We advise our clients all the time: Never Stop Selling. Always keep the pipeline full. Never assume the big account will stay forever — because it won’t. Keep selling and you’ll avoid a lot of pain. Sales people who watch TV’s “Mad Men” recently learned that lesson all over again. For the handful of you not already hooked on the show, this 2010 blog by Robert Ferrucci may bring back some painful memories of your own.
If you’re a fan of the TV drama “Mad Men,” you received a lesson in sales this past Sunday night. One of the main characters, Roger Sterling, is a partner at the 1960 advertising firm that relies heavily on the Lucky Strike cigarettes account for revenue.
Sterling is typically shown in his corner office trying to occupy his time. He’s been asked more than once “what do you actually do all day?” At different points in the series we’ve seen that Sterling is a man who is clearly resting on his laurels. Lucky Strike is carrying him and carrying the firm, and all is well with Lucky Strike.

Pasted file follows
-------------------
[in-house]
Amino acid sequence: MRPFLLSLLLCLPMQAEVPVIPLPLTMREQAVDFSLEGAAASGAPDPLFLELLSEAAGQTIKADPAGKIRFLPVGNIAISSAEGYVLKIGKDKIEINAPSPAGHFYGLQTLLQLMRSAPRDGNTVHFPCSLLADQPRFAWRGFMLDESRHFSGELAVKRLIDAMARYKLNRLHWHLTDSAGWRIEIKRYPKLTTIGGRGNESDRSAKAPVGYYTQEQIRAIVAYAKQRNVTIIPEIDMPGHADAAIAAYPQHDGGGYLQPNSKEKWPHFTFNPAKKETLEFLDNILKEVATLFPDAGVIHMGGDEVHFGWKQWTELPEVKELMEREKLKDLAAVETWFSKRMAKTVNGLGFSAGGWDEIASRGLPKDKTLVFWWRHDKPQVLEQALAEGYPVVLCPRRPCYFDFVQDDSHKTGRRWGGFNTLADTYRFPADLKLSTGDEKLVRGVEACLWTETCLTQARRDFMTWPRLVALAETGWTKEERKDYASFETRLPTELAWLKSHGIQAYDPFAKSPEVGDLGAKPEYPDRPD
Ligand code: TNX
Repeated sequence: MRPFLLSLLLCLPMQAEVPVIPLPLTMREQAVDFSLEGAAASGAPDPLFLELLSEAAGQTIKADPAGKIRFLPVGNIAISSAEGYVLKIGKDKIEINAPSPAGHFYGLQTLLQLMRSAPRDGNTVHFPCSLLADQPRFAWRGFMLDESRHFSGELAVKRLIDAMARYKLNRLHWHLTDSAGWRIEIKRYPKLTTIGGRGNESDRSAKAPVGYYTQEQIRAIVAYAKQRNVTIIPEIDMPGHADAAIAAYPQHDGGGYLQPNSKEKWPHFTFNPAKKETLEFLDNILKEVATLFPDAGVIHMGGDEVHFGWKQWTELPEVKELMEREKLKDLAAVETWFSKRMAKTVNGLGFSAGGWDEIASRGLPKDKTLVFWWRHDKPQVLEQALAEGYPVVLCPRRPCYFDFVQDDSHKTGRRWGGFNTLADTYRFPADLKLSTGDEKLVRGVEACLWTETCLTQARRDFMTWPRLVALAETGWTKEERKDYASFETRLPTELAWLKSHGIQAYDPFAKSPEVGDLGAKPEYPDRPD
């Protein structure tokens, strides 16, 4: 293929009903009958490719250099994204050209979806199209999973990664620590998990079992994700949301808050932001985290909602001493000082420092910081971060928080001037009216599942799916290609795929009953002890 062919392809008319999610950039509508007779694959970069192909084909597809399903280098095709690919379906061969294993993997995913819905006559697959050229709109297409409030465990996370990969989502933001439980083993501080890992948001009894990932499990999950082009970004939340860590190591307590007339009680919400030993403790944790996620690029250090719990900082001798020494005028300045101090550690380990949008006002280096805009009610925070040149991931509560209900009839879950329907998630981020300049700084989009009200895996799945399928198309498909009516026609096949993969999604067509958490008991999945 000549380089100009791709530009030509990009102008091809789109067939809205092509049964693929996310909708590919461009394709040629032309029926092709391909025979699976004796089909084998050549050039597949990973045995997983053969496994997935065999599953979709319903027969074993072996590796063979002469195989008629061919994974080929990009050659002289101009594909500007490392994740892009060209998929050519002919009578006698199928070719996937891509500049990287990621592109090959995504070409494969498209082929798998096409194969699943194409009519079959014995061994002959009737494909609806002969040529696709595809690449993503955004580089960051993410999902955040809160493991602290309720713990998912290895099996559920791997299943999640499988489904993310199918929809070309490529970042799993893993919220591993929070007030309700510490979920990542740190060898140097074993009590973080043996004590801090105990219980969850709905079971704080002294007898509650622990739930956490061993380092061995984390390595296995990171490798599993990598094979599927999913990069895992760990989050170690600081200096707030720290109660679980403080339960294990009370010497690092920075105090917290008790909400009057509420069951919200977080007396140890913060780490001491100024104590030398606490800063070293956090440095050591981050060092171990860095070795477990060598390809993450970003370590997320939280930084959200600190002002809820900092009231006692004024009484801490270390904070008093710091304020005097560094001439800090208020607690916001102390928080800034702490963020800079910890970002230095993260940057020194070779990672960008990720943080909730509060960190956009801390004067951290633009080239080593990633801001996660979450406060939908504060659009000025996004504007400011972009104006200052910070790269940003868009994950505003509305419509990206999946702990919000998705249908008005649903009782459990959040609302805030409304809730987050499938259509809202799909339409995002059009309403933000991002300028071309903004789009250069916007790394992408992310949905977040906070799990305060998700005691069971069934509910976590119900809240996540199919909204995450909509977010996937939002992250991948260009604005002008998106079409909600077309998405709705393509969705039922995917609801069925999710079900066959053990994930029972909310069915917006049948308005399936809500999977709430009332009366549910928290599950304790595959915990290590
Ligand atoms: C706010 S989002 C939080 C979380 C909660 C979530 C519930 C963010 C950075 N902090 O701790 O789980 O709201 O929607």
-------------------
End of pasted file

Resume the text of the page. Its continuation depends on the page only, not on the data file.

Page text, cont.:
Or is it?
In this weeks’ episode, Sterling is out to dinner with his key contact at Lucky Strike. They’re enjoying a few too many and laughing about old stories when the Lucky Strike executive drops the bomb: Lucky Strike is leaving Sterling’s firm for another agency.
Sterling is caught completely unawares. He asks, “how can this be, it’s been 30 years!”
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